a device transport apparatus having a first side and a second side connected by a hub to define a storage region for housing the device, wherein a cavity is formed in the hub and an aperture is formed in the hub between the cavity and the storage region; and
a device protective material disposed in the cavity.
2. The device of claim 1, wherein the device is formed from a semiconductor material.
3. The device of claim 1, wherein the the cavity is for retaining a first molded desiccant for drawing vapor from the storage region through the aperture.
4. The device of claim 3, wherein the first molded desiccant includes silica gel.
5. The device of claim 1, further comprising a carrier tape for housing the device and for winding on the hub within the storage region.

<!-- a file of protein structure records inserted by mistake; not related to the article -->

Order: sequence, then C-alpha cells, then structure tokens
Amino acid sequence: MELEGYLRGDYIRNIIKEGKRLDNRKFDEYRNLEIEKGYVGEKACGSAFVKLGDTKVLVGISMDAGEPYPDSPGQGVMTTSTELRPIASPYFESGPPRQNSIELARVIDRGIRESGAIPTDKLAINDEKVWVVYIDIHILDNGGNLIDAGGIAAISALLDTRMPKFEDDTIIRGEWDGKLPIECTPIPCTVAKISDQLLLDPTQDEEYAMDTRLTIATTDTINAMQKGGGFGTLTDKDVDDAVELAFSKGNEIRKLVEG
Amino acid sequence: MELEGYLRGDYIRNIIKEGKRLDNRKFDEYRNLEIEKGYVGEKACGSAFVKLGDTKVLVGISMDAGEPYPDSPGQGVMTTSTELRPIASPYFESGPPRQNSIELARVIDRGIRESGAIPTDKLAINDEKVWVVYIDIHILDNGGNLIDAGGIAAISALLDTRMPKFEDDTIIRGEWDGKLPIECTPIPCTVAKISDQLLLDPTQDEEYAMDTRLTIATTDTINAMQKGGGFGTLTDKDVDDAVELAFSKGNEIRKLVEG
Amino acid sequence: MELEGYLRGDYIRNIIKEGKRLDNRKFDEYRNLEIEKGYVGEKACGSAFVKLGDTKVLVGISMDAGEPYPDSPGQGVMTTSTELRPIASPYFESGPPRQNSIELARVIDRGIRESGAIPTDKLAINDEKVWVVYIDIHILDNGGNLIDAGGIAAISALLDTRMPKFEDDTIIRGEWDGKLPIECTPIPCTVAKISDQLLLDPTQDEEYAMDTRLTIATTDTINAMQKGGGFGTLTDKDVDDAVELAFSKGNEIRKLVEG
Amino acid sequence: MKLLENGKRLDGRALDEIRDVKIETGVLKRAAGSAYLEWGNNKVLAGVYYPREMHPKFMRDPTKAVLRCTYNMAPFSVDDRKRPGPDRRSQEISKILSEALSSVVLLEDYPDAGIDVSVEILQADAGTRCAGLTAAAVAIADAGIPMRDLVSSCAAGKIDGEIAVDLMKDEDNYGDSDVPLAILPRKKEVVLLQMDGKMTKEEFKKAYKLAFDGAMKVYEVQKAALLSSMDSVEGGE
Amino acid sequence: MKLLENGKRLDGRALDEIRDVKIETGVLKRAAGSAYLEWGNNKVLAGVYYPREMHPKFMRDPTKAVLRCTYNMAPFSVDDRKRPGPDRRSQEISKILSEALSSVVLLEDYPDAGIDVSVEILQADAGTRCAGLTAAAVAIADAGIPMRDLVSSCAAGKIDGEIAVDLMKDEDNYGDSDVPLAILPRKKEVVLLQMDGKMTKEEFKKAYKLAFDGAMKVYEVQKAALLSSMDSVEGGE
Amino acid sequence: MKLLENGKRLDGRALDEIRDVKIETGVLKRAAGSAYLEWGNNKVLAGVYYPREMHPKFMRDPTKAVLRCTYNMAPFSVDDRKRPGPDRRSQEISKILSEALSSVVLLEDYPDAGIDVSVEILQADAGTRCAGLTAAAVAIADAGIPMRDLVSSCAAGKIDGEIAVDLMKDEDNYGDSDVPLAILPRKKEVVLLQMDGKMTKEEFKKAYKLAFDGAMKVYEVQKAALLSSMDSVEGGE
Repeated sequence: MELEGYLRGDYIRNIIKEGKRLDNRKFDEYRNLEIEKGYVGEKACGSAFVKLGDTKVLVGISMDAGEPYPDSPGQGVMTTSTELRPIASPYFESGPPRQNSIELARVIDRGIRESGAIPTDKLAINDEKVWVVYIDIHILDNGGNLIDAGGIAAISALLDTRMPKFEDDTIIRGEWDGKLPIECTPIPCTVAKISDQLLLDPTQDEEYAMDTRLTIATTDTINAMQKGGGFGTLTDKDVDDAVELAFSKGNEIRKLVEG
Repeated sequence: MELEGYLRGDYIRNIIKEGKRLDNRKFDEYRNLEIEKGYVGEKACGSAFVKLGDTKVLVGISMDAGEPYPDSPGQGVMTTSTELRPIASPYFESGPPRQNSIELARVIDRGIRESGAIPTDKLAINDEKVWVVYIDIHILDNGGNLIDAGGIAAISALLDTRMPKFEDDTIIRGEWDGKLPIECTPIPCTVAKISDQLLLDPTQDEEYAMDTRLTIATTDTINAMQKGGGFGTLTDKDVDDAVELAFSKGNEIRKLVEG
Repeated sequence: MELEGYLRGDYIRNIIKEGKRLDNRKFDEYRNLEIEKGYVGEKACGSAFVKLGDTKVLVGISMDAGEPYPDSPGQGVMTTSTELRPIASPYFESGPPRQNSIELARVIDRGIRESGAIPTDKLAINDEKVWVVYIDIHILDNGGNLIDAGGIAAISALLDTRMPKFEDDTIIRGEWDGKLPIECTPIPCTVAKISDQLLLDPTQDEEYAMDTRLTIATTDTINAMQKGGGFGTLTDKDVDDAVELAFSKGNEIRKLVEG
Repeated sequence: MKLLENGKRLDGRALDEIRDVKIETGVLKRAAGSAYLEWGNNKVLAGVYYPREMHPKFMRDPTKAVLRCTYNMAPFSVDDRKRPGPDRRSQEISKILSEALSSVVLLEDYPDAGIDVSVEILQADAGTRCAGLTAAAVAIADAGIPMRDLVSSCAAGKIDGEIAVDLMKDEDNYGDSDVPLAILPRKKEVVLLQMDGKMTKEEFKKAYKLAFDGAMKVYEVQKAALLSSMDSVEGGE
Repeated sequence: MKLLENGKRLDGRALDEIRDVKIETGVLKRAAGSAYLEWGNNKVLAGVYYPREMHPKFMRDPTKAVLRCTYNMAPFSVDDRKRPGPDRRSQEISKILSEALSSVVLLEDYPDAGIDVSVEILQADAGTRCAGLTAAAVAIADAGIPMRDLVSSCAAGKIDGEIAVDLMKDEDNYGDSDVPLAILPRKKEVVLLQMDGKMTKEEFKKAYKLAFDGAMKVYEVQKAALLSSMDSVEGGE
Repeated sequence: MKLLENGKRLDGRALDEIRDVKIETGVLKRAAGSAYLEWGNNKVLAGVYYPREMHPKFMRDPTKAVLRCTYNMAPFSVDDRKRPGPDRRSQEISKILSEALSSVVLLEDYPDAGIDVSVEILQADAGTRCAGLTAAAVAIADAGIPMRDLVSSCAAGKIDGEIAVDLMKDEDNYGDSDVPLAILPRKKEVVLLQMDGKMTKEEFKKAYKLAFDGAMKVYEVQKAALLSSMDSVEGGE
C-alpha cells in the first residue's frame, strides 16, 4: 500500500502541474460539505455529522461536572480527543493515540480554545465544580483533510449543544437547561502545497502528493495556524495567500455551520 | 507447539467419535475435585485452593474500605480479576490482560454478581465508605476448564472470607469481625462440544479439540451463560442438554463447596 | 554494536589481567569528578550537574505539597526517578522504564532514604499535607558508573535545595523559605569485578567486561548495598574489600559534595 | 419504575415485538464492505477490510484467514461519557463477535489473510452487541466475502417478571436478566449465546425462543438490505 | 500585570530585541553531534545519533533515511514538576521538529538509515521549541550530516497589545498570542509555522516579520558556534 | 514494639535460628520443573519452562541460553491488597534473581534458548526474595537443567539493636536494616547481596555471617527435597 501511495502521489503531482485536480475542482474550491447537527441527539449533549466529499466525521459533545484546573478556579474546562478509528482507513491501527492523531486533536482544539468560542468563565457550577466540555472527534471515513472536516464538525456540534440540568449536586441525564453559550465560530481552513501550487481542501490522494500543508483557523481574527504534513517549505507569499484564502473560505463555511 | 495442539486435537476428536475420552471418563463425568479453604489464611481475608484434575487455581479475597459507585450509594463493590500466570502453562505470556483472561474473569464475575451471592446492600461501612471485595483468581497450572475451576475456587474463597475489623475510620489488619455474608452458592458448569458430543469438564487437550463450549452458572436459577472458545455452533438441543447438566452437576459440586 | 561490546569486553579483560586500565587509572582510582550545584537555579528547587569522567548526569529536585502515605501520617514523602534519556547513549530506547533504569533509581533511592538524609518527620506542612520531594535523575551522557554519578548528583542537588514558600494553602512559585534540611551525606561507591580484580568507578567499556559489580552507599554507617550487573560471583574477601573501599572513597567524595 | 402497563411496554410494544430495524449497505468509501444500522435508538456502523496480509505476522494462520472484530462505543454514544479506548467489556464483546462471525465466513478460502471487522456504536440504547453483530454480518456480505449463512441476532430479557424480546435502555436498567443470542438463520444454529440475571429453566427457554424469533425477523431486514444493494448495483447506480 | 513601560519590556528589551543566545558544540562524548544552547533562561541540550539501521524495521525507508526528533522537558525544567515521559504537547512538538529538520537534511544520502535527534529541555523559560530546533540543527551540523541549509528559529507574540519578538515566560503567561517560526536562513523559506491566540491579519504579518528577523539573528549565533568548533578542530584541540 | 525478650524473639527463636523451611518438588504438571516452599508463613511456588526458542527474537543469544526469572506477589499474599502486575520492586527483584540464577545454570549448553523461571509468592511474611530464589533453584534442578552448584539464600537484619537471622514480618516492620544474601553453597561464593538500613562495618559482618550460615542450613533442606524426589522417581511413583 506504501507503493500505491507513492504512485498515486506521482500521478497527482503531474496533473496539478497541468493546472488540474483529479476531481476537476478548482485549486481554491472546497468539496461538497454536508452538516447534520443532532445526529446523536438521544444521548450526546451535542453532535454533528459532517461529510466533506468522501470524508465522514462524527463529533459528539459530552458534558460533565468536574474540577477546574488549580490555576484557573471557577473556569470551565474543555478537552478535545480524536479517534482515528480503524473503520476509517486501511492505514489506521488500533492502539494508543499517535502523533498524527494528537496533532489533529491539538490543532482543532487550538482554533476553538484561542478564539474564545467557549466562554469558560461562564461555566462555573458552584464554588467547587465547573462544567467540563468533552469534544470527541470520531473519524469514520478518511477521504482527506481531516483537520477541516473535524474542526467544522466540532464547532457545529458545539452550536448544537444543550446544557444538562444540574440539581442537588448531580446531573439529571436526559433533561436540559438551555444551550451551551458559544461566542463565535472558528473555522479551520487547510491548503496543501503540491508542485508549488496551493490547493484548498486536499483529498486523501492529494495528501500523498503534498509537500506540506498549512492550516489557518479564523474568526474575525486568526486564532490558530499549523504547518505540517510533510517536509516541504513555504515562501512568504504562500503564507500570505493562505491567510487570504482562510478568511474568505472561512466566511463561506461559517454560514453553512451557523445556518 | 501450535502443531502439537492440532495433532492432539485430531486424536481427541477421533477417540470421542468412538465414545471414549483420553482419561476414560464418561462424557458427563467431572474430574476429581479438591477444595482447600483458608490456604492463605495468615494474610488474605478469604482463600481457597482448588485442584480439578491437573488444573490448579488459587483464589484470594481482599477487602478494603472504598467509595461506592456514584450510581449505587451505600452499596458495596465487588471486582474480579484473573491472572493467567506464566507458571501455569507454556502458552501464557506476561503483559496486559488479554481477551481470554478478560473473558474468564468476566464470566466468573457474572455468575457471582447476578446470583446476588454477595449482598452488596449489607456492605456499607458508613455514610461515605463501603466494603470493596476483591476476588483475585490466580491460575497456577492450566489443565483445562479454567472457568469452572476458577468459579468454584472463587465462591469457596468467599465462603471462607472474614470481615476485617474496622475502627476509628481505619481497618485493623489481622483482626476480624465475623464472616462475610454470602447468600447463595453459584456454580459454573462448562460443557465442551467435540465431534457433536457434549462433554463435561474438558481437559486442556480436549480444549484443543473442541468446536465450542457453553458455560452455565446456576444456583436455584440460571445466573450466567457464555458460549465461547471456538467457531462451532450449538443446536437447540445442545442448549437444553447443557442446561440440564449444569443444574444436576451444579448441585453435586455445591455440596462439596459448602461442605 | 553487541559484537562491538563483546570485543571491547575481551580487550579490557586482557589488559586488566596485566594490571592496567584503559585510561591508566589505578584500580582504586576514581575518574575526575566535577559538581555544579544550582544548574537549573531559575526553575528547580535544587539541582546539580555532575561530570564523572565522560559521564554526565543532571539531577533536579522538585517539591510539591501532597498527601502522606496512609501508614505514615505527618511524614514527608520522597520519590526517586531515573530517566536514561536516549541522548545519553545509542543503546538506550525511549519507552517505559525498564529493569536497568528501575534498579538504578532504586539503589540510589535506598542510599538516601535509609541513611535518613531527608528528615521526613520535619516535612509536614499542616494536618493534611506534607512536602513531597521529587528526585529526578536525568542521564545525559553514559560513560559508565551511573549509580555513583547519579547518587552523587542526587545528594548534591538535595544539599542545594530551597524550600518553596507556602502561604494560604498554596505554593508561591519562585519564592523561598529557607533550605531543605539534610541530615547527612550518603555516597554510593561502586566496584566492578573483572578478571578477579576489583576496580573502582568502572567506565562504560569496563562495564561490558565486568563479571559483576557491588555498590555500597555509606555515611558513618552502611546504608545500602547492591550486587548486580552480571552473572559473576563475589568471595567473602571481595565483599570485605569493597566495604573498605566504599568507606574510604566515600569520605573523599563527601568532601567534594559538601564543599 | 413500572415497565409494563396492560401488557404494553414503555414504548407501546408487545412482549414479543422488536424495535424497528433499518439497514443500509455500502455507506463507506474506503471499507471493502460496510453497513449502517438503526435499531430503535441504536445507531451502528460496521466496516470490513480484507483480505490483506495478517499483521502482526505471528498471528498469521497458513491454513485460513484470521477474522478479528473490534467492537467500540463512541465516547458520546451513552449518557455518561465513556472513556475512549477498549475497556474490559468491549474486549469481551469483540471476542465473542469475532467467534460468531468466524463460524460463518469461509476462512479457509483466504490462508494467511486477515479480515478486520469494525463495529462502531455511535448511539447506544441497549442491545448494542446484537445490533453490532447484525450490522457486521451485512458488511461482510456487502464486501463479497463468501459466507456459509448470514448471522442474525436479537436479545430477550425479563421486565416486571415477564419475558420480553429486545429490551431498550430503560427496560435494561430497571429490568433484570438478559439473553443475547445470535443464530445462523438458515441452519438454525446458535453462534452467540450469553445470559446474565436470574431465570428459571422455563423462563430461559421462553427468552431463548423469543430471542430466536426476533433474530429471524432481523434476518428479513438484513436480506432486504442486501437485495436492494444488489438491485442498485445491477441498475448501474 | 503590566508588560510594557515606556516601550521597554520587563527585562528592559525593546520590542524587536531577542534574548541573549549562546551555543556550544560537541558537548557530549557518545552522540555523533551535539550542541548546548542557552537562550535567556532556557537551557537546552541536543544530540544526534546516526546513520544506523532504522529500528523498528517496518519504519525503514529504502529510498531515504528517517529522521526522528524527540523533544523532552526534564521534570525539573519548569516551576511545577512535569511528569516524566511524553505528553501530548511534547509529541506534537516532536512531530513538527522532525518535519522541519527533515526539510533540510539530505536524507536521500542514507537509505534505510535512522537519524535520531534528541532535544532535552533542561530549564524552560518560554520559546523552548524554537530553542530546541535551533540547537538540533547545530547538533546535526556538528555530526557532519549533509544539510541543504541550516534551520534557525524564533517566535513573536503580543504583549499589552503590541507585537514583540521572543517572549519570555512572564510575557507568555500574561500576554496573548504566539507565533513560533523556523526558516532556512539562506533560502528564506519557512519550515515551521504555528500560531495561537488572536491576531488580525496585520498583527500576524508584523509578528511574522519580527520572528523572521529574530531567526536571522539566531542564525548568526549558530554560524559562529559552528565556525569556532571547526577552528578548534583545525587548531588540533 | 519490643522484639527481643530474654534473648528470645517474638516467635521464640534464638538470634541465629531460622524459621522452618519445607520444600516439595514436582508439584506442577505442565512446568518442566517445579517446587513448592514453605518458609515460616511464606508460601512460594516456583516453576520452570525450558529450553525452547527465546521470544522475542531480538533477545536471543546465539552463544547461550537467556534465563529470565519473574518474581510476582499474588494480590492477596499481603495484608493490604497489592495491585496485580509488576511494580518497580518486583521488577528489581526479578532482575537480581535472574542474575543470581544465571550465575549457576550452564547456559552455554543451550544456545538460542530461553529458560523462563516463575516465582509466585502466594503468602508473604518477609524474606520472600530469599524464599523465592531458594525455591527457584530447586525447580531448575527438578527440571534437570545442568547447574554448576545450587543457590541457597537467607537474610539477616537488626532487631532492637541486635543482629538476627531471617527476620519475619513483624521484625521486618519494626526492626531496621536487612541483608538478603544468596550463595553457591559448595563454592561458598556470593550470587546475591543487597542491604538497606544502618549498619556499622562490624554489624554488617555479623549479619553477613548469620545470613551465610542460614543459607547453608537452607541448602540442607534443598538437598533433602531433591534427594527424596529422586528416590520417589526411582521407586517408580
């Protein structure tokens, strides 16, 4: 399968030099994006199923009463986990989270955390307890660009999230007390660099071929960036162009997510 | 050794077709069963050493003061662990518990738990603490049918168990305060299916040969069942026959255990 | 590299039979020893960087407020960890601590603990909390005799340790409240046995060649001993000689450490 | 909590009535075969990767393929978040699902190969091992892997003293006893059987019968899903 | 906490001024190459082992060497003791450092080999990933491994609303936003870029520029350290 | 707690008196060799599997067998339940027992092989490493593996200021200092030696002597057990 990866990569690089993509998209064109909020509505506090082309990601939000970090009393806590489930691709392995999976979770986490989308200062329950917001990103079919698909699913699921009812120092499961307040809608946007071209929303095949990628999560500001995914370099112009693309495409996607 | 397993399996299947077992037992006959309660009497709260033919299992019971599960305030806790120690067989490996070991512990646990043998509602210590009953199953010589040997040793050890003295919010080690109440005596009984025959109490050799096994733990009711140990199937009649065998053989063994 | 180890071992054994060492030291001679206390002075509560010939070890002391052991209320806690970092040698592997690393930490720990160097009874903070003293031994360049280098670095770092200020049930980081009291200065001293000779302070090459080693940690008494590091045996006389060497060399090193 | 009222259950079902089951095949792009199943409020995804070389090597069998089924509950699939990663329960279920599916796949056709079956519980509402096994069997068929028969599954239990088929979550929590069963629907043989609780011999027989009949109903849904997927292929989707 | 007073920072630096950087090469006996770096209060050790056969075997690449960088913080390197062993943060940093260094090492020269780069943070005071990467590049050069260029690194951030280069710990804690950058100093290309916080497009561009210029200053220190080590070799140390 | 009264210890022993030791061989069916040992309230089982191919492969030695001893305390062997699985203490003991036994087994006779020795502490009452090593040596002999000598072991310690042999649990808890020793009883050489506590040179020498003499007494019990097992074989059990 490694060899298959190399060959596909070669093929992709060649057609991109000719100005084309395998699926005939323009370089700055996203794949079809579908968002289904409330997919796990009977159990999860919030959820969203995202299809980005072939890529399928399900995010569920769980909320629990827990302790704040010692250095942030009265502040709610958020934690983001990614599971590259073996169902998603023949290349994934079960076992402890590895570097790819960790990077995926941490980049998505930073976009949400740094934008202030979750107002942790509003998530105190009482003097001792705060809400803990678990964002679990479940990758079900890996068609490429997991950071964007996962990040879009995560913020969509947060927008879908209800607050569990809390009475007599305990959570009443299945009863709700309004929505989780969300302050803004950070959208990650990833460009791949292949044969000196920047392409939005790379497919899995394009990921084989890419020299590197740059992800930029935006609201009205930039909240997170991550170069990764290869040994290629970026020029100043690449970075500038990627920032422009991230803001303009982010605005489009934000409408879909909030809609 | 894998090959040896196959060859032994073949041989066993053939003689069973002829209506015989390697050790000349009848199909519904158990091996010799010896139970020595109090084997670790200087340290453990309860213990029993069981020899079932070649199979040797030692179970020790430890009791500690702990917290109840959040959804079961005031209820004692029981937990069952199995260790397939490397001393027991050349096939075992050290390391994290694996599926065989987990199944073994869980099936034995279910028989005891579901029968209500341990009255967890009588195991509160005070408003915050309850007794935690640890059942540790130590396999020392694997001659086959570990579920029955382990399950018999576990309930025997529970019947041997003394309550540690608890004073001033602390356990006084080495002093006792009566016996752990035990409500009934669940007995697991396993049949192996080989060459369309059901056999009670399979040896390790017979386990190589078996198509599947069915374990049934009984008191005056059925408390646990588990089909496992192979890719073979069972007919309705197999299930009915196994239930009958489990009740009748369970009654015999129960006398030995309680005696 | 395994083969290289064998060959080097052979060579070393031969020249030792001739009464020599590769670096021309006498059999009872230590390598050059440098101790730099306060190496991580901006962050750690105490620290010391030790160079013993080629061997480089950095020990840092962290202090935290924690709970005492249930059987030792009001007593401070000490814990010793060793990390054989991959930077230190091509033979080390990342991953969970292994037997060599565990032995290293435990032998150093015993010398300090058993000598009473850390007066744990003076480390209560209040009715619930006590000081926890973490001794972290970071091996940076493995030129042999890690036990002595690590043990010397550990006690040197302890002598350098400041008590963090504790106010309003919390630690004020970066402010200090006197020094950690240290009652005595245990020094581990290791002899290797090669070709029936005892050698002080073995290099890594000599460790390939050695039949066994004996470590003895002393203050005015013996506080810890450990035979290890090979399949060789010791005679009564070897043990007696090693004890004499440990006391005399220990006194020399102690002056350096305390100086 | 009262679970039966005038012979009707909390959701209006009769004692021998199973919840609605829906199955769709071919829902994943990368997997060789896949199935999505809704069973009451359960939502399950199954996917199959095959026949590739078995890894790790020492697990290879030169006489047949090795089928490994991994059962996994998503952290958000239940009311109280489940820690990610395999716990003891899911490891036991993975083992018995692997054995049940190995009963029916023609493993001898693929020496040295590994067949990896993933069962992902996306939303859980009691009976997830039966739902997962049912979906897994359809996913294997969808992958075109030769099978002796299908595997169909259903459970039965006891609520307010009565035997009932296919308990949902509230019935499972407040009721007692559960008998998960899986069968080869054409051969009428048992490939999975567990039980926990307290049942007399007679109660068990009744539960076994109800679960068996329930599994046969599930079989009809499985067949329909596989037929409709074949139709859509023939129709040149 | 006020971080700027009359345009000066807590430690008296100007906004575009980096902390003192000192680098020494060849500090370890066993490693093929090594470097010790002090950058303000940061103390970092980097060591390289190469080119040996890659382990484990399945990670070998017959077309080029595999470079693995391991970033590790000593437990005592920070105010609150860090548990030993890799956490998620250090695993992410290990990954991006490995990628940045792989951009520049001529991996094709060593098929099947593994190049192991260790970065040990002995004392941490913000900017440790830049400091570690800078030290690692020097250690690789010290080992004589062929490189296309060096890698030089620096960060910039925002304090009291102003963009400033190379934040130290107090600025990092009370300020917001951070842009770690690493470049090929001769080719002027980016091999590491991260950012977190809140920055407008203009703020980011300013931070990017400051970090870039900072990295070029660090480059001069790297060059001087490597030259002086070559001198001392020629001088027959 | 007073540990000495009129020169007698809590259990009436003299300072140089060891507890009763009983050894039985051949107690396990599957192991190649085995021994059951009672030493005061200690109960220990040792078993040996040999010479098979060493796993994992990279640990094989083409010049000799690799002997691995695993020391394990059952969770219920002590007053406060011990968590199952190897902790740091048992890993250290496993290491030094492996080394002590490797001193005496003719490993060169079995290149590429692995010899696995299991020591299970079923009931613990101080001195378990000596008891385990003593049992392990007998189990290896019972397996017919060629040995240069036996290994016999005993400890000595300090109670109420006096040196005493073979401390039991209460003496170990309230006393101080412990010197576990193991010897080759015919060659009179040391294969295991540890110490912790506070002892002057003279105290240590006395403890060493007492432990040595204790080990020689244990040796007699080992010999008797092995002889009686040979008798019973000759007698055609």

6. The device of claim 1, further comprising an inflatable envelope having a storage pocket for disposing the device transport apparatus in a vacuum and an air cell that cushions the device transport apparatus when the air cell is inflated.
7. The device of claim 6, wherein a view port is formed in the inflatable envelope for viewing regions internal to the inflatable envelope.
8. A device housed in a packaging system, the packaging system comprising:
a device transport apparatus having a first side and a second side connected by a hub to define a storage region for housing the device, wherein a cavity is formed in the hub and an aperture is formed in the hub between the cavity and the storage region;
a carrier tape for housing the device and for winding on the hub within the storage region;